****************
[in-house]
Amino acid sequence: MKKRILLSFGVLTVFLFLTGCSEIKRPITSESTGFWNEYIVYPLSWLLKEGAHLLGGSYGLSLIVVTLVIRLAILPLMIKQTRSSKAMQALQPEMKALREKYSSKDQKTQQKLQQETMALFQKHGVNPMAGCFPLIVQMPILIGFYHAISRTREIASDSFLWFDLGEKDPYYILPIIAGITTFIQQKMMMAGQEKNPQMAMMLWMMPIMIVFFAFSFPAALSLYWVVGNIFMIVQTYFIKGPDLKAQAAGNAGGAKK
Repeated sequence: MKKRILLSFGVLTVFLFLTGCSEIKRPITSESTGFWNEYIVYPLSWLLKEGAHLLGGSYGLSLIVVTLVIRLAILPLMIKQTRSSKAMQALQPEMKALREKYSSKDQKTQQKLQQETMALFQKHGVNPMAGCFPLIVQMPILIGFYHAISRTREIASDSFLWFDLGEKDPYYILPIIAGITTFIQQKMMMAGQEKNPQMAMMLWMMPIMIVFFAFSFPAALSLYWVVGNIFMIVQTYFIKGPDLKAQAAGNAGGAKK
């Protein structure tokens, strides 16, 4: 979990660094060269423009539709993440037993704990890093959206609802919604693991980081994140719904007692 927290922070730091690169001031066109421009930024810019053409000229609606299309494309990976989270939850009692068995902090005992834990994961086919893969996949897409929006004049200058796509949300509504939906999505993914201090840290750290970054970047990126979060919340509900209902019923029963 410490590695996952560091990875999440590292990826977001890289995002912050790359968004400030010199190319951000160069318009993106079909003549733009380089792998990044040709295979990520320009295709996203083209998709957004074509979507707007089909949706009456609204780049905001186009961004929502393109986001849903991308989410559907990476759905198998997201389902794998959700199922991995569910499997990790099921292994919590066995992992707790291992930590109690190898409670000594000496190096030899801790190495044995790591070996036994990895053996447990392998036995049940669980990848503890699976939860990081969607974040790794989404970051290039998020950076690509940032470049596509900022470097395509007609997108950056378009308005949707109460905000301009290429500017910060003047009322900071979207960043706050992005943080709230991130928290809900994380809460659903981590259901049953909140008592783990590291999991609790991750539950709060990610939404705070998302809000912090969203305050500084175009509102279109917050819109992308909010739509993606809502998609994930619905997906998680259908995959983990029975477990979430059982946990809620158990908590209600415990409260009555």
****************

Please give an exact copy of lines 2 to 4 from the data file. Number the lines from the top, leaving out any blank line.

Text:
Amino acid sequence: MKKRILLSFGVLTVFLFLTGCSEIKRPITSESTGFWNEYIVYPLSWLLKEGAHLLGGSYGLSLIVVTLVIRLAILPLMIKQTRSSKAMQALQPEMKALREKYSSKDQKTQQKLQQETMALFQKHGVNPMAGCFPLIVQMPILIGFYHAISRTREIASDSFLWFDLGEKDPYYILPIIAGITTFIQQKMMMAGQEKNPQMAMMLWMMPIMIVFFAFSFPAALSLYWVVGNIFMIVQTYFIKGPDLKAQAAGNAGGAKK
Repeated sequence: MKKRILLSFGVLTVFLFLTGCSEIKRPITSESTGFWNEYIVYPLSWLLKEGAHLLGGSYGLSLIVVTLVIRLAILPLMIKQTRSSKAMQALQPEMKALREKYSSKDQKTQQKLQQETMALFQKHGVNPMAGCFPLIVQMPILIGFYHAISRTREIASDSFLWFDLGEKDPYYILPIIAGITTFIQQKMMMAGQEKNPQMAMMLWMMPIMIVFFAFSFPAALSLYWVVGNIFMIVQTYFIKGPDLKAQAAGNAGGAKK
């Protein structure tokens, strides 16, 4: 979990660094060269423009539709993440037993704990890093959206609802919604693991980081994140719904007692 927290922070730091690169001031066109421009930024810019053409000229609606299309494309990976989270939850009692068995902090005992834990994961086919893969996949897409929006004049200058796509949300509504939906999505993914201090840290750290970054970047990126979060919340509900209902019923029963 410490590695996952560091990875999440590292990826977001890289995002912050790359968004400030010199190319951000160069318009993106079909003549733009380089792998990044040709295979990520320009295709996203083209998709957004074509979507707007089909949706009456609204780049905001186009961004929502393109986001849903991308989410559907990476759905198998997201389902794998959700199922991995569910499997990790099921292994919590066995992992707790291992930590109690190898409670000594000496190096030899801790190495044995790591070996036994990895053996447990392998036995049940669980990848503890699976939860990081969607974040790794989404970051290039998020950076690509940032470049596509900022470097395509007609997108950056378009308005949707109460905000301009290429500017910060003047009322900071979207960043706050992005943080709230991130928290809900994380809460659903981590259901049953909140008592783990590291999991609790991750539950709060990610939404705070998302809000912090969203305050500084175009509102279109917050819109992308909010739509993606809502998609994930619905997906998680259908995959983990029975477990979430059982946990809620158990908590209600415990409260009555």